From the moment Wikileaks' editor Julian Assange was granted the Ecuadorian citizenship, he earned rights that have now been violated, expressed Ramiro Rivadeneira Silva an expert on constitutional law and former Ecuadorean Ombudsman, in an interview during teleSUR's EnClave Politica on teleSUR.
"The fact is that Assange got the Ecuadorian Nationality and the treatment that he must get is the one of a national (Ecuadorean) citizen," expressed Rivadeneira, and added that his access to Internet and external communications rights are being violated by the Ecuadorian government through the embassy in London.
"This a very different situation of the one of a foreigner that ask for Asylum. He has to be guaranteed the same rights as any Ecuadorean and he is not getting them," warned Rivadeneira. First, the Ecuadorean government suspended Assange's internet and phone access in March and then it withdrew his security in May.
On Monday, during an exclusive interview with Colombian broadcaster NTN24, Ecuadorean President Lenin Moreno spoke about the Julian Assange Case. Moreno said he is negotiating with the British government over the release of Wikileaks founder.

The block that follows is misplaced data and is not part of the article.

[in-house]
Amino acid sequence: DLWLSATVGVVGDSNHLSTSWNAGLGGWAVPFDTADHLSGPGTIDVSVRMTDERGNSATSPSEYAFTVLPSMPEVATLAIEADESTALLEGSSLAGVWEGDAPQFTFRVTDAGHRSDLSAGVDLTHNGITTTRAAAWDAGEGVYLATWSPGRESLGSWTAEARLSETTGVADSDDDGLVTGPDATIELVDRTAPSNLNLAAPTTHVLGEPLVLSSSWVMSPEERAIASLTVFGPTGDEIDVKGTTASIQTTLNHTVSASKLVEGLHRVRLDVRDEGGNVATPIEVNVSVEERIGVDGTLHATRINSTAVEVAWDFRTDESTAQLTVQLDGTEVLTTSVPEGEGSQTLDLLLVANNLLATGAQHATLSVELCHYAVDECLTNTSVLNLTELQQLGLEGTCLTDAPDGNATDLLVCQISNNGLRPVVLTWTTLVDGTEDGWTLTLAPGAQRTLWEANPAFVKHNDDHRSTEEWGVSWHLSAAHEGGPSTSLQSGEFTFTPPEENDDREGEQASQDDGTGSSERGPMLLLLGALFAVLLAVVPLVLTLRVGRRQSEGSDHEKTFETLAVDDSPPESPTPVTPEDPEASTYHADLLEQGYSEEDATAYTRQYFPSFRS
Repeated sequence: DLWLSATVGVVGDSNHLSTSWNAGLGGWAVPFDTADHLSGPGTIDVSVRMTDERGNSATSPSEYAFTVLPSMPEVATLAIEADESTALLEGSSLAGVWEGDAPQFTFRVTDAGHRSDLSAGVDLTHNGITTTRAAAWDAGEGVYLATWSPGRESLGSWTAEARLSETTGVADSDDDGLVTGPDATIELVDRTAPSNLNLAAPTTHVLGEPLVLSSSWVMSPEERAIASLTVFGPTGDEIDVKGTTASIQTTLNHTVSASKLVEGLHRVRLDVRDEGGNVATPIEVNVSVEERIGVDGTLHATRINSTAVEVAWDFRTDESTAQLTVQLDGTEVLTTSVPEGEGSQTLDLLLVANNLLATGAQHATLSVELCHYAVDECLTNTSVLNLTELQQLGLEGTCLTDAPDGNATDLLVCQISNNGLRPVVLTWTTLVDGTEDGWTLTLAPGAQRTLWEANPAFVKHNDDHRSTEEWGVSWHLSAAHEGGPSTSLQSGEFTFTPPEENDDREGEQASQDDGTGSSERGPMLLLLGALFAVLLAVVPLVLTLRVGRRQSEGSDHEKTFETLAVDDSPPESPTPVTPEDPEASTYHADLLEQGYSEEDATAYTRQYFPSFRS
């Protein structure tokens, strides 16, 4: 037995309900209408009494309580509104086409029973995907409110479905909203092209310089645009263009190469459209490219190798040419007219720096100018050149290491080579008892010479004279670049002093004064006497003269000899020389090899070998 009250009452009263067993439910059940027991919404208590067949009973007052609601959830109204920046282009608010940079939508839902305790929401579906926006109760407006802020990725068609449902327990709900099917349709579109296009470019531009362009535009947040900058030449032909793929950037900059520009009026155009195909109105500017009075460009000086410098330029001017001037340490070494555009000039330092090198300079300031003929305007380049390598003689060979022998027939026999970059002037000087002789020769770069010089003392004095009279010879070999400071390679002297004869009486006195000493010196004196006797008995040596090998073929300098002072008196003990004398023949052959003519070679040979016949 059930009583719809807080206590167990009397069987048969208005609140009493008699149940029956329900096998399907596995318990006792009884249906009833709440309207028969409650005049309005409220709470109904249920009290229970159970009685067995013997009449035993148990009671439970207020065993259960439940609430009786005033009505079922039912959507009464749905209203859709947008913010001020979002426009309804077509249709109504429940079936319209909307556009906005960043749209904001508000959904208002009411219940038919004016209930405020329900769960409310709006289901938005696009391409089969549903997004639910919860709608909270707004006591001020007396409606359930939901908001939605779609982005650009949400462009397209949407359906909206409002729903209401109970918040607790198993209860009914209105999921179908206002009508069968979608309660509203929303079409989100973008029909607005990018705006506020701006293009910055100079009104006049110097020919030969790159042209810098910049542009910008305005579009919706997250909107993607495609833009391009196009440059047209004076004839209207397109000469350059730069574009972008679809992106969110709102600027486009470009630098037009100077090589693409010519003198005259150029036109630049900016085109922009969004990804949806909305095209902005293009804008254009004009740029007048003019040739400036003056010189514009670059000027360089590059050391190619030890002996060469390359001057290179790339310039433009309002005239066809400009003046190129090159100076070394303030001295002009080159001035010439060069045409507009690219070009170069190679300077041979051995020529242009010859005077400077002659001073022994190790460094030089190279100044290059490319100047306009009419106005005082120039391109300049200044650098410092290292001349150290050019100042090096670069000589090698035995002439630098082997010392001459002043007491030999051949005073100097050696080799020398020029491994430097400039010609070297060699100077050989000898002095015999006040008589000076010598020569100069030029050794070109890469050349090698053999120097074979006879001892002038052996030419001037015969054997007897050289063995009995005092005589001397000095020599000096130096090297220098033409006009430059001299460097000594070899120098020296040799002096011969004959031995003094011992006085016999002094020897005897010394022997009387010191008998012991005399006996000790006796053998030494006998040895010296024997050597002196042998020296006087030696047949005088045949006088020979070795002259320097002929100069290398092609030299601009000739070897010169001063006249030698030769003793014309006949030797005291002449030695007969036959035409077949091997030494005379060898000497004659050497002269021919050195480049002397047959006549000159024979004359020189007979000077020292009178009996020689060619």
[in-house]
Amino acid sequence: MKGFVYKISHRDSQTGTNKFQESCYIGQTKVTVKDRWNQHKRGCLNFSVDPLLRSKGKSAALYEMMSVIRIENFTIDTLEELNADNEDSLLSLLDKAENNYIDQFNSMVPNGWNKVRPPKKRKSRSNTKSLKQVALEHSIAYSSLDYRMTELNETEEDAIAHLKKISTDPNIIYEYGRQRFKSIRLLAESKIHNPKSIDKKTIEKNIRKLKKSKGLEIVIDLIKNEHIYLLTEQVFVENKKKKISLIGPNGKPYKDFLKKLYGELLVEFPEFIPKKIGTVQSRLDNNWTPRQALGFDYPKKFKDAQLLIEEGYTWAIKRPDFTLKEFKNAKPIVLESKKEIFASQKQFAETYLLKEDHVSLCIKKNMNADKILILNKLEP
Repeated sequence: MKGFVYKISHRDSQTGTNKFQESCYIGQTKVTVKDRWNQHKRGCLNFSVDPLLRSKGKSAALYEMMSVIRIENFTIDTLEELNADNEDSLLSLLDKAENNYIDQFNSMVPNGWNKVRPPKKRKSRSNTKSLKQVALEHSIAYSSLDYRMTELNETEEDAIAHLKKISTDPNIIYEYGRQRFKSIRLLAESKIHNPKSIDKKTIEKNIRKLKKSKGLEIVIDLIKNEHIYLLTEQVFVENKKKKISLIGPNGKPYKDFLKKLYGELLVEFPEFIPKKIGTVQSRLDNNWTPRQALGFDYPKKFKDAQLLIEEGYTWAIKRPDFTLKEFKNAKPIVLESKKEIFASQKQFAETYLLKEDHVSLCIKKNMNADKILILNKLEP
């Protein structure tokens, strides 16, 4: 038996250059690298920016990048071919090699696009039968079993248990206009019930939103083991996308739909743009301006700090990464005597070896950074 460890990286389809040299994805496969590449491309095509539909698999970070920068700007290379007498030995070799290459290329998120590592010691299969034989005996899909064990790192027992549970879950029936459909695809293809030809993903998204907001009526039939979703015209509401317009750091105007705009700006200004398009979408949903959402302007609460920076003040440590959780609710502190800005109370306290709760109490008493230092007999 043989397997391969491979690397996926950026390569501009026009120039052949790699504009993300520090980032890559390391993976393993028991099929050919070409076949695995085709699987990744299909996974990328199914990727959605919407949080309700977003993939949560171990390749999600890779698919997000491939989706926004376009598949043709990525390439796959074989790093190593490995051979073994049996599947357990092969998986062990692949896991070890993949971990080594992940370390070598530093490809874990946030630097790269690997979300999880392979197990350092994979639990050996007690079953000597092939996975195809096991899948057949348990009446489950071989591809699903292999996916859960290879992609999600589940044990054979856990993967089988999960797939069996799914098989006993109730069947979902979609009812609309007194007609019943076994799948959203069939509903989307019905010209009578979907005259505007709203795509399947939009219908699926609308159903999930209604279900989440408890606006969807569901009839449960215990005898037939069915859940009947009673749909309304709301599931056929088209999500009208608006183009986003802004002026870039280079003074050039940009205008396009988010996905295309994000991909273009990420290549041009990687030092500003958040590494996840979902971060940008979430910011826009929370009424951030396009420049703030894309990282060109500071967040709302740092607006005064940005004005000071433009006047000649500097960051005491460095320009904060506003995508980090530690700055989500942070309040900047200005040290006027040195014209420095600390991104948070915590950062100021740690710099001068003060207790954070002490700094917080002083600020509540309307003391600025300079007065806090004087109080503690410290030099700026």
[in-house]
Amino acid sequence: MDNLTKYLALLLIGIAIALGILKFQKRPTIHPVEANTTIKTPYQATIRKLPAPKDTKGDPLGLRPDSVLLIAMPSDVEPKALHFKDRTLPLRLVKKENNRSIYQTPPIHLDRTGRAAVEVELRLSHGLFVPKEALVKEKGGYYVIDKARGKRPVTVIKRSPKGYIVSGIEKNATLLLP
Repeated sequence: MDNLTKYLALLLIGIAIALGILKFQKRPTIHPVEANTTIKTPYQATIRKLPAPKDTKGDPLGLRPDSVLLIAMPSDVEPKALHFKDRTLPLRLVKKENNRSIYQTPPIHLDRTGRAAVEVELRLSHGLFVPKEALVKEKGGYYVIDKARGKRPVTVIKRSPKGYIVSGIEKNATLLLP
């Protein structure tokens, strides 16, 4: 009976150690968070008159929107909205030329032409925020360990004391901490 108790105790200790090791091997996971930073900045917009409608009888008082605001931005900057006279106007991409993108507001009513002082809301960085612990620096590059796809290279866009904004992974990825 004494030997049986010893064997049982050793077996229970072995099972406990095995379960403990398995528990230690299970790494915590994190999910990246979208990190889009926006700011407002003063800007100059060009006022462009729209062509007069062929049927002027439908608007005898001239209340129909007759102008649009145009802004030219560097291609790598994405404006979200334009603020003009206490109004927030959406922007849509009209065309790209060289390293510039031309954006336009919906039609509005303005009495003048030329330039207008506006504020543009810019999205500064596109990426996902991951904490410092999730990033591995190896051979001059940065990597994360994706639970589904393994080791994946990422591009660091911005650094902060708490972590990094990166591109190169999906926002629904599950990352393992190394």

"The agreement has to be one that defends Mr. Assange's life, human rights and international norms. If we arrive at an agreement of that sort, we would be delighted to ask Mr. Assange to abandon the embassy and submit himself to the appropriate trial for not appearing before the British courts which is preferable to spending six years locked up in an embassy."
The situation of Julian Assange is different now with the Lenin Moreno government than it was under the government of Rafael Correa which granted him political asylum in 2012. "This case can not be settled just by saying 'he can leave the embassy at any time he wants' (as said President Lenin Moreno)," expressed the expert constitutionalist lawyer, Rivadeneira.
During the Rafael Correa's government, the efforts were focused on transferring Assange to Ecuador, to ensure his life and security. Because, the fact is that "if he exits the embassy his life and his integrity are at risk because the U.S. has an account to settle with Assange after the Wikileaks case," said the former Ombudsman.
In another development on the Assange case, the U.S. Senate Intelligence Committee summoned the WikiLeaks founder to testify about the alleged Russian interference in the 2016 election, WikiLeaks said Wednesday in a tweet showing the letter, dated Aug. 1, that was delivered to Assange in Ecuador's embassy in London.
Assange is being asked to testify at an agreed upon time and location, to which WikiLeaks’ legal team responded that they “are considering the offer but testimony must conform to a high ethical standard.”